The AMA and state medical associations may hope to build or at least retain flagging membership by supporting specialty societies, such as the AAO—which has displayed its own agenda against optometrists.

“[The AMA’s] general policy right now is to fight any scope of practice for any profession, and optometry just happens to be one of those legislated professions that continually pushes the envelope for scope of practice,” Dr. Kehoe says.

“We’re a good target,” Mr. Dorman says. “That just means we’ve been successful across the country. They wouldn’t pick on losers. They’re picking on winners.”

Other non-physician providers—such as psychologists, nurse practitioners and pharmacists—have also come under fire for trying to expand their scope. But medical organizations may make an example of optometry, which has a comparatively successful history of scope expansion. “Maybe they feel that if they can hold optometry back, they’ll keep the others from moving forward as well,” Mr. Dorman says.

Florida, for example, has a large pool of potential adversaries. While Florida has just over 400 ophthalmologists, the state board of medicine says it has nearly 60,000 licensed practicing physicians (not to mention all the retired ones). This kind of influence helped garner support for the anti-comanagement bill last year.

A Cure for Fat Cat Syndrome
“We suffered from the fat cat syndrome,” Florida’s Dr. Foreman explains. “We were doing reasonably well in our practices, and treating our patients properly.” So O.D.s became complacent and dropped their guard.

“Florida optometrists almost had to learn the hard way the consequences of letting our guard down,” he says. “We cannot blame anybody else but ourselves for getting in that position.”

But by introducing the comanagement bill, optometrists’ adversaries in Florida have made the mistake of waking them up, Dr. Foreman says. “They’ve regenerated and rejuvenated us. We’re so much better organized and funded now, it’s going to be very hard for them to take us on again.”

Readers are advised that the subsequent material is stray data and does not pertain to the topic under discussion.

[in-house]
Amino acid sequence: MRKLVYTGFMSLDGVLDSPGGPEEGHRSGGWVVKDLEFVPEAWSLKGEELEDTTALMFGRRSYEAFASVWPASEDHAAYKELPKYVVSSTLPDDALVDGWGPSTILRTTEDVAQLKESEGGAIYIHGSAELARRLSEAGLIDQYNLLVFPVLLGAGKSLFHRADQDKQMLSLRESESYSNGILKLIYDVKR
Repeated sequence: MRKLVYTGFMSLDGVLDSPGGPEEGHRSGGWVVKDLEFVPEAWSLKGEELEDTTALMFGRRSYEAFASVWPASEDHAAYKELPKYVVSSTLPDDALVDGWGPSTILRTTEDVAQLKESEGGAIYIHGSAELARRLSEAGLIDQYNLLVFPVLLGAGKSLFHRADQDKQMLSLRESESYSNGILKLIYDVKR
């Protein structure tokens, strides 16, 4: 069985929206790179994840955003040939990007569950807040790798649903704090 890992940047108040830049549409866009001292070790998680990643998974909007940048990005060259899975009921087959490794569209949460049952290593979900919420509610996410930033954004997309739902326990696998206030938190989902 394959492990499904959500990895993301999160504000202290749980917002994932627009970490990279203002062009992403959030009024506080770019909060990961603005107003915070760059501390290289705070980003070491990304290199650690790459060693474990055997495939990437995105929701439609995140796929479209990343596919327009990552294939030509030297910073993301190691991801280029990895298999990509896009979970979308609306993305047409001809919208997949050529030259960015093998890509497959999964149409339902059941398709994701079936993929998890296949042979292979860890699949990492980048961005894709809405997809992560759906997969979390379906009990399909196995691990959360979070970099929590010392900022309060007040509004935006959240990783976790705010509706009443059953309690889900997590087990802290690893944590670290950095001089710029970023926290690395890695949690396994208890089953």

Nevertheless, one threat the FOA is watching is the combined force of semi-practicing ophthalmologists and would-be refracting opticians. The association successfully defeated an opticians’ refracting bill before. That bill would have allowed opticians to refract specifically under the general supervision of an ophthalmologist, likely one who would reduce his privileges in anticipation of retirement. That ophthalmologist could have virtually an army of refracting opticians working under his supervision.

That’s like fighting two allied enemies on two fronts (also known as a pincer attack, double envelopment, or “hammer and anvil,” in the theater of combat). “It’s a pretty scary scenario, but it could occur,” Dr. Foreman says.

If you consider that optometry is a legislated profession, then you should know that only the legislature decides what optometrists’ scope of practice can be.

“Because we are a legislated profession, we don’t really determine what we get to do. No state board [of optometry] gets to dictate what an optometrist can and cannot do,” Dr. Foreman says. “They can say how they do it, but they can’t say what they do. That’s left to state legislators. And if we don’t educate them, who will?” (See “The Case for Supporting Your Legislator,” at right.)

“State optometric associations are recognizing they need to wake up their members again,” Mr. Dorman says. Optometry’s strength has always been in its grassroots. In New York, Kentucky and Florida—and probably in your state—the state association puts on a “traveling roadshow” to visit optometry schools, local societies and large groups of practicing optometrists to wake up O.D.s and get them involved.

What do these involved optometrists do? In Florida, for example, “Anytime there’s any type of political rally or political fund-raiser, optometry’s there,” Dr. Stephens says. “They have a seat at the table.”

Adds Dr. Foreman: “There’s a lot of strength in numbers. We have at least 30 to 40 optometrists in the Legislature every day for the last two weeks of the legislative session … When we’re in the capitol, they know that we’re there. They know well that we’re constituents.”

Optometrists need to keep up their grassroots support, just to retain the privileges they have. “Even if we’re not going forward with new legislation, we need to be strong as a group, as an organization, so we can always safeguard our ability to give our patients really good care,” Nevada’s Dr. Davis says.

That will protect the flanks while the front line regroups to fight another day.

Vol. No: 139:01Issue: 1/15/02